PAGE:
Beccie, are you celiac? If so, I'm sorry I didn't catch that. And if you are then don't use Spelt. It has lots of gluten in it. Spelt only works for those who have a wheat intolerance exclusively but who can handle gluten.
Gee, I hope I'm making sense.
Any flour that can be worked up into a dough or batter that only requires the addition of baking soda, baking powder or yeast to get it to rise has got to have gluten in it. Gluten-free baked items must have other, special ingredients like quar gum, carrageenan or xanthin gum or other things like that to help it rise a little. Have you ever wondered why all cornbread recipes have all-purpose flour along with the cornmeal? That's because corn doesn't have that elastic, rubbery substance we refer to as "gluten".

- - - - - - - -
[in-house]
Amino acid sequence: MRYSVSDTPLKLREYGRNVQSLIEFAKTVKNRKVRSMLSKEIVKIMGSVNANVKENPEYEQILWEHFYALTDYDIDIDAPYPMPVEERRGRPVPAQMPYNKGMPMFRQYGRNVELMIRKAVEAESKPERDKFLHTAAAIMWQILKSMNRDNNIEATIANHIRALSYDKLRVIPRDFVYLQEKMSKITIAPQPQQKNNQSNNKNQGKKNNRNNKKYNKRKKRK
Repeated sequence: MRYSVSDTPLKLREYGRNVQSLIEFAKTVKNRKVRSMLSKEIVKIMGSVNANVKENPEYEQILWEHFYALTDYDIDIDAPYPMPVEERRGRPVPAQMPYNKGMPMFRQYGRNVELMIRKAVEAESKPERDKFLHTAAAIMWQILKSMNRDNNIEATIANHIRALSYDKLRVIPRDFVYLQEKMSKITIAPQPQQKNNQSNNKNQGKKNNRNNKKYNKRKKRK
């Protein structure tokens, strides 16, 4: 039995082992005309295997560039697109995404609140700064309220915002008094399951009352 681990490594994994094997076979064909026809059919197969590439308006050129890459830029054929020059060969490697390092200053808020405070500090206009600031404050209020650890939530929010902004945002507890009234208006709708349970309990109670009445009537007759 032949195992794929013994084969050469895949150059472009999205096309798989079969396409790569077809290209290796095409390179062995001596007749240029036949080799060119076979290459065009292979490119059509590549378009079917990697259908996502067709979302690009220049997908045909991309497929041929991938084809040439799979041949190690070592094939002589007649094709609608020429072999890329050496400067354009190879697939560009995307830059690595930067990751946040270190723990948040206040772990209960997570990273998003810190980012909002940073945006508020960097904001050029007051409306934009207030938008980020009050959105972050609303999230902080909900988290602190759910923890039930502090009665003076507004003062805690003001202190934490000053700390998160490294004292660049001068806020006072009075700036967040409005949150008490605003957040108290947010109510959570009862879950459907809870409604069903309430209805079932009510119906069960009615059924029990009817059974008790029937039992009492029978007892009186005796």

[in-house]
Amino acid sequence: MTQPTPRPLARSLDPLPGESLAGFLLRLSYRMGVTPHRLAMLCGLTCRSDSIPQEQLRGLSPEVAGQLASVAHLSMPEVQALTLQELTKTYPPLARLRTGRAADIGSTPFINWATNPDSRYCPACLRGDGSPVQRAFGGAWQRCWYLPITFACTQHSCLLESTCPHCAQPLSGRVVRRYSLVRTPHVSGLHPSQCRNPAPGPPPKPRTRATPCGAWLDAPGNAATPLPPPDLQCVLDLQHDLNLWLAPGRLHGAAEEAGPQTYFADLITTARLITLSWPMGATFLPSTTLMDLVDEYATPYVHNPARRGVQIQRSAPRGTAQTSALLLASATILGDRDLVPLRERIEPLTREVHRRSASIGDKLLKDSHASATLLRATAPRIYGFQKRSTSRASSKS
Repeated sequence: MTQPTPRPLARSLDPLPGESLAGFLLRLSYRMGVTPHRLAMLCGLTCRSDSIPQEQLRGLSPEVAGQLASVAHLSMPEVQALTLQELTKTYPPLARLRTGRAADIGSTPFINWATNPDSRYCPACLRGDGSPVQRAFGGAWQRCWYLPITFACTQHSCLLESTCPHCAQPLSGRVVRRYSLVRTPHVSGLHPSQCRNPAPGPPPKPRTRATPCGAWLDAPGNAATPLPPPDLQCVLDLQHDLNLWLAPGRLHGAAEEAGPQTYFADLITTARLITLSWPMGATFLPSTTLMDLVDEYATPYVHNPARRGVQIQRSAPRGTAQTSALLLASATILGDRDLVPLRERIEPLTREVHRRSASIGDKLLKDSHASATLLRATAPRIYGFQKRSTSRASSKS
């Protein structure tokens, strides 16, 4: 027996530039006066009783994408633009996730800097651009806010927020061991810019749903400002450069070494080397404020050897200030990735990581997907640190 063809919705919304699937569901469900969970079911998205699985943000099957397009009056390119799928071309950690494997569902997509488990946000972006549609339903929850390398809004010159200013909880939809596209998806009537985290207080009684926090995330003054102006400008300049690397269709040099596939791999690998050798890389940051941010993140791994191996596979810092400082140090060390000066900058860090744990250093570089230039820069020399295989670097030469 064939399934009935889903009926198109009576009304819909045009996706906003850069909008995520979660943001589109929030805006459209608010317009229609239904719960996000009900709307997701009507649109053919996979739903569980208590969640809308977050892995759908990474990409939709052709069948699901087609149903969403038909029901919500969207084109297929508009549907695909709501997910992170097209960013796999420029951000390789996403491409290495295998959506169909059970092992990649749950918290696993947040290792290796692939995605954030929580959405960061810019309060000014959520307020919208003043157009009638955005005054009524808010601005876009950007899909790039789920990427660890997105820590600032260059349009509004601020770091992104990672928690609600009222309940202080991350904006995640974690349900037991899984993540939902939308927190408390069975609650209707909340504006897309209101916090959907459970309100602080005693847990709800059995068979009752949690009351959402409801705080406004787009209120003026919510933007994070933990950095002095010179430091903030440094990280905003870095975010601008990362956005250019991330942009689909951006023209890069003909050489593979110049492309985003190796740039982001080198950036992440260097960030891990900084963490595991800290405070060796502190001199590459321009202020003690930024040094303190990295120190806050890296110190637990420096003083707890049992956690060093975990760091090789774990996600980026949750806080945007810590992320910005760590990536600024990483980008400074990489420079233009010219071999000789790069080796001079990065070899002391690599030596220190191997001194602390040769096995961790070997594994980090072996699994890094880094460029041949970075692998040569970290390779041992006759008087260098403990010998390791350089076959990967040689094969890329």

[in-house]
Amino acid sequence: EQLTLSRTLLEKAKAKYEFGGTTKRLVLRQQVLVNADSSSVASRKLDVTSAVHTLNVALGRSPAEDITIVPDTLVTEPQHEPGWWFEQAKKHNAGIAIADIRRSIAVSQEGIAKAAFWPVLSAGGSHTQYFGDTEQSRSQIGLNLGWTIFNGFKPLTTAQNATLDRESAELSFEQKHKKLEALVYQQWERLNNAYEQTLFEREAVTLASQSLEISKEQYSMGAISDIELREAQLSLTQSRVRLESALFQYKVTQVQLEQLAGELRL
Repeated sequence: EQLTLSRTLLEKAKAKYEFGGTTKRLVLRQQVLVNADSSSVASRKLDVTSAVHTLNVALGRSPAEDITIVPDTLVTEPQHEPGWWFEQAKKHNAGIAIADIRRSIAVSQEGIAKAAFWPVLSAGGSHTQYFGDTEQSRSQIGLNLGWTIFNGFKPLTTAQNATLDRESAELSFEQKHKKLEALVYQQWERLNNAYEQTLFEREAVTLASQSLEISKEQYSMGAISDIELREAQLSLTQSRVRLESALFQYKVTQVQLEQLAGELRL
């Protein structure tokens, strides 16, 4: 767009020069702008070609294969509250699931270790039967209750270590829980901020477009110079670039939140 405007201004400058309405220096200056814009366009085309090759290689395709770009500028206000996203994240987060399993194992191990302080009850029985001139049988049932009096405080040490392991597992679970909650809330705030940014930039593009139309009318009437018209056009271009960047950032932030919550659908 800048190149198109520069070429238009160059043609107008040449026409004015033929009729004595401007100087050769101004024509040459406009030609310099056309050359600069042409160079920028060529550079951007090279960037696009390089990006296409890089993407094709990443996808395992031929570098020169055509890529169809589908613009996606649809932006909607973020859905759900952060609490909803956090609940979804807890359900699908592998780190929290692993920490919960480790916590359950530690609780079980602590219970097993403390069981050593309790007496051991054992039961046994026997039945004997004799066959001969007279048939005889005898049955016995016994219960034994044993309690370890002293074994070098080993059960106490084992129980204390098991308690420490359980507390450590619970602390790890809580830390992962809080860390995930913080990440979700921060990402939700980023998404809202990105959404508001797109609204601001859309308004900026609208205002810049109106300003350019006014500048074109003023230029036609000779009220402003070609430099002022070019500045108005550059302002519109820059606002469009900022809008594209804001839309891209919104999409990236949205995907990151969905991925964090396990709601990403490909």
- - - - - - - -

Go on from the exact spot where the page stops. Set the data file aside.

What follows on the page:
You can do an experiment at home to learn first hand what gluten is like. Do this with your kids, they will think it's great. Mix some water into a cup of whole wheat flour to make a nice soft ball of dough. Put this in a pan of water and knead it carefully over and over preferably with the water running so that the bran and starch can flow out. After you do this for a while you will have in your hand a rubbery ball of gluten.
Another, simpler test is to chew on a couple teaspoons of whole wheat kernels. The starch and bran will fall away and be swallowed and you will be left with "chewing gum"!
Isn't God's universe fascinating?!!
Hospitals are terrific for traumatic care; for acute care. They do a really, really good job in saving lives when it’s a sudden bleeding emergency. But in terms of chronic care, they’re terrible; (that is) in terms of the illnesses that most people have, endure, that cost the most money, that last the longest and ultimately die from. -Dr. Andrew Saul
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